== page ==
I was reading  in the weekend papers, about the 40 layers of thin pigment Leonardo used to create the smokey subtlety (called sfumato apparently) of his iconic image.

I am quite sure this is heresy, but I wish he hadn’t!

 The prissy, ‘none of you can quite work me out’ look gets me.

Or doesn’t get to me, which ever way you look at it.

‘Are you warm, are you real, Mona Lisa?’ asked Nat King Cole? You see, he didn’t get the ‘mystic smile’ either. Personally, I think that Leo never intended her to smile and just overdid the sfumato around the mouth.

No such doubts with another ‘Mona’:

Ligularia dentata ‘Desdemona’

This particular ‘Mona’ is a bar room hustler out of the Wild West.

No subtle sfumato here!

She’s all gussied up and rarin’ to go.

The slap has been applied with a trowel.

What you see is exactly what you get.

This is one of those plants which I use to grow on the north and shady side of a huge, hot themed border in average garden soil.

But, as you’d expect Mona’s a bit of a lush. She liked the aspect but not the soil. A hardened drinker, of all the hundreds of plants in that border, she was always the first to flop when the barrel ran dry.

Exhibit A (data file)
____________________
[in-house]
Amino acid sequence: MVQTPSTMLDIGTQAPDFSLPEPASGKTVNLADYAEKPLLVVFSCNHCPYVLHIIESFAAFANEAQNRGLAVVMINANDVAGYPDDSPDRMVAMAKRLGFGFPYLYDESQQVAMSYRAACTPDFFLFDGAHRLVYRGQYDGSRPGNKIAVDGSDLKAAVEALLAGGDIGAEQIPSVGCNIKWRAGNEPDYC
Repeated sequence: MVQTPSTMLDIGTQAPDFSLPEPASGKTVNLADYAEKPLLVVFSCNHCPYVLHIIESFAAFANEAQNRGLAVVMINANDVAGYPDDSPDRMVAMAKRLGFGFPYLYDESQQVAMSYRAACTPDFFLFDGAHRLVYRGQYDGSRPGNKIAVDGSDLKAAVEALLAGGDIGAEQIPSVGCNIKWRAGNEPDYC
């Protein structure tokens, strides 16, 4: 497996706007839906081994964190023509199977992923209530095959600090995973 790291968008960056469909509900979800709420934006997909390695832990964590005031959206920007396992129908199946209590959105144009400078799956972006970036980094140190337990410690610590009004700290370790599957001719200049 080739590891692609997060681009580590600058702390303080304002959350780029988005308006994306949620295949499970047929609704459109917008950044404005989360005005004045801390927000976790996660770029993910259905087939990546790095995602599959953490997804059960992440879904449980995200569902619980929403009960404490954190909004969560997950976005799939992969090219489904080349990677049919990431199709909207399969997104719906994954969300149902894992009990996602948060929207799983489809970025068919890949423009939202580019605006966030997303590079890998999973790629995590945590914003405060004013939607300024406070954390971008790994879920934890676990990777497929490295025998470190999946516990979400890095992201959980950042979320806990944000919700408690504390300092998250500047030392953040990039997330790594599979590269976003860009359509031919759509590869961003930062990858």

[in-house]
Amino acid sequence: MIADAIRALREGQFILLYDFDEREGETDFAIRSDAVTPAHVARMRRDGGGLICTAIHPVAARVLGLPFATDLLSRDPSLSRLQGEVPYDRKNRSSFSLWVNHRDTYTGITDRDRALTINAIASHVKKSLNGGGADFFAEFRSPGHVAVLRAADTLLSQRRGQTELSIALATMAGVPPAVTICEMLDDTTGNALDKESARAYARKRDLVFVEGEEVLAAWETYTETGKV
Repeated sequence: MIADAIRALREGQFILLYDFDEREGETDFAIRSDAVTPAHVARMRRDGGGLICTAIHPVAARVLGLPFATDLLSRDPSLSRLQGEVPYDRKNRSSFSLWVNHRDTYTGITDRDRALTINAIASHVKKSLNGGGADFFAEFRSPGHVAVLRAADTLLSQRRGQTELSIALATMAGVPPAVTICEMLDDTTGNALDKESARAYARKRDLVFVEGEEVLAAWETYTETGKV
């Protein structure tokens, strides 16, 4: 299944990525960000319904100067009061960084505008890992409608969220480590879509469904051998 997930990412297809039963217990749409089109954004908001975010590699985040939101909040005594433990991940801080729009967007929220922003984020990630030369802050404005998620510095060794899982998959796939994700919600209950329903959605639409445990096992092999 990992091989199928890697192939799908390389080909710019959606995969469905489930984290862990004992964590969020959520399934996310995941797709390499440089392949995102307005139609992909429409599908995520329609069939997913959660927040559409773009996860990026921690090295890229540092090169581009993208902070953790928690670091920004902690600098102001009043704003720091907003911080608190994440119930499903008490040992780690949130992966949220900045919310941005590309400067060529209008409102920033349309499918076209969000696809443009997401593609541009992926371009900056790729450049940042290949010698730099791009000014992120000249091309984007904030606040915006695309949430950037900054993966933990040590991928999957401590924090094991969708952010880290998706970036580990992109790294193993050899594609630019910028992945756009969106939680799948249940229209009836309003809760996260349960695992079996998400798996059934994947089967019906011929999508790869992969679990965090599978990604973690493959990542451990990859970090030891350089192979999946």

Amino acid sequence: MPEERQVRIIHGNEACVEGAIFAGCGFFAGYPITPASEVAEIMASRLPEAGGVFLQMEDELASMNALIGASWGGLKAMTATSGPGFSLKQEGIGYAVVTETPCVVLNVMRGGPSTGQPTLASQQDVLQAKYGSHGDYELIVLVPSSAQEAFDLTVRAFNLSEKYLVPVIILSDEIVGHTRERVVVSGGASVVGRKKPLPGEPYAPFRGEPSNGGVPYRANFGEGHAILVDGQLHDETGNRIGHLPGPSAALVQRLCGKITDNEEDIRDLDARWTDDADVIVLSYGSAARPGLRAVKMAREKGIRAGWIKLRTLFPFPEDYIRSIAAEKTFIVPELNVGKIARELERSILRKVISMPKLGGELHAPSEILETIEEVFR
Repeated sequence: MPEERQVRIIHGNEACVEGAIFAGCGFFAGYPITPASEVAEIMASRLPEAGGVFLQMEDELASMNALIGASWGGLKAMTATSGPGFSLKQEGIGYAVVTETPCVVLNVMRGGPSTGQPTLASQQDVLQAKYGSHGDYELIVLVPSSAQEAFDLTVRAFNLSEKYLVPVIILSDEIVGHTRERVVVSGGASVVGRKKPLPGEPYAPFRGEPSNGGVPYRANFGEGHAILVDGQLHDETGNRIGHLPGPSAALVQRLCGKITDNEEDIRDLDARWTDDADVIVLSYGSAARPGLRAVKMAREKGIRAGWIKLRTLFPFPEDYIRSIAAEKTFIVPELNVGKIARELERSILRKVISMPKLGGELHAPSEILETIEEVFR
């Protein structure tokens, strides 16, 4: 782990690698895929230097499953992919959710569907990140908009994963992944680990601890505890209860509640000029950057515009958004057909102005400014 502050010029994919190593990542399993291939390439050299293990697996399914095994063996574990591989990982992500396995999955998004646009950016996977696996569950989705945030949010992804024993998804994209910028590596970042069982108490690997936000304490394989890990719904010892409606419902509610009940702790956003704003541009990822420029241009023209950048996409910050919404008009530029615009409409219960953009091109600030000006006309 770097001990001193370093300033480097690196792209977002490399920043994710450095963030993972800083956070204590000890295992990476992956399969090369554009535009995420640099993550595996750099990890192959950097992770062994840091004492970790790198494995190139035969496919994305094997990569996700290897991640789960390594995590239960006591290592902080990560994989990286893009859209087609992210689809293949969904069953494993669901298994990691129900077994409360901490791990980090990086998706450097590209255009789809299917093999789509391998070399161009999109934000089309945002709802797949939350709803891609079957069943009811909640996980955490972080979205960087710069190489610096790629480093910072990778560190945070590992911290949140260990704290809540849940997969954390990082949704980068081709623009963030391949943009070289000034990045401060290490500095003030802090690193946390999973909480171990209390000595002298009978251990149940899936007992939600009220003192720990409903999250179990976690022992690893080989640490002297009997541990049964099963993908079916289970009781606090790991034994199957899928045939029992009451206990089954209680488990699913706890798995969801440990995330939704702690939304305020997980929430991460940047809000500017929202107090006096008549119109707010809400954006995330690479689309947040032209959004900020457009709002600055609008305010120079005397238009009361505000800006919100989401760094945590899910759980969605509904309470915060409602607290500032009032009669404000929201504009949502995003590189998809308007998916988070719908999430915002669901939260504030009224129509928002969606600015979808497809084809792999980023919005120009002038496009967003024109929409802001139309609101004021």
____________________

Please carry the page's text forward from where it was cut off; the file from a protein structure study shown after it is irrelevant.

Here she thrives streamside, in heaps more sun, and never wilts:

She is tad outré in this rather naturalistic stream. But this stream is not in fact natural –  it gets turned on by a tap and therefore I am going to develop a very flamboyant hot stream!

So Hemerocallis, Astilbes, Hostas and irises etc etc are gradually working there way from other parts of the garden. Even the ferns are going to be the exotic Royal Fern.

Back to Mona. If she has a problem its definitely not her remote unapproachability! The slugs and snails love her! As you will see from the leaf damage. But this does in fact represent all of the slug and snail damage throughout the entire growing season.

I tend to do a couple of quite ruthless slug and snail treatments very early on. Then I really do let nature take its course. At least partly because there is a lot else to do in the gardening year rather than just fuss about pests the whole time.

So if you bear that in mind, I do not think the damage is actually too bad.

I like this Mona, enough to persist. In fact I want more of  this Mona.

And she is going to be cloned this winter.

She won’t mind, because she is a straight forward, gutsy girl, rather than Nat King Cole’s ‘cold and lonely lovely work of art’.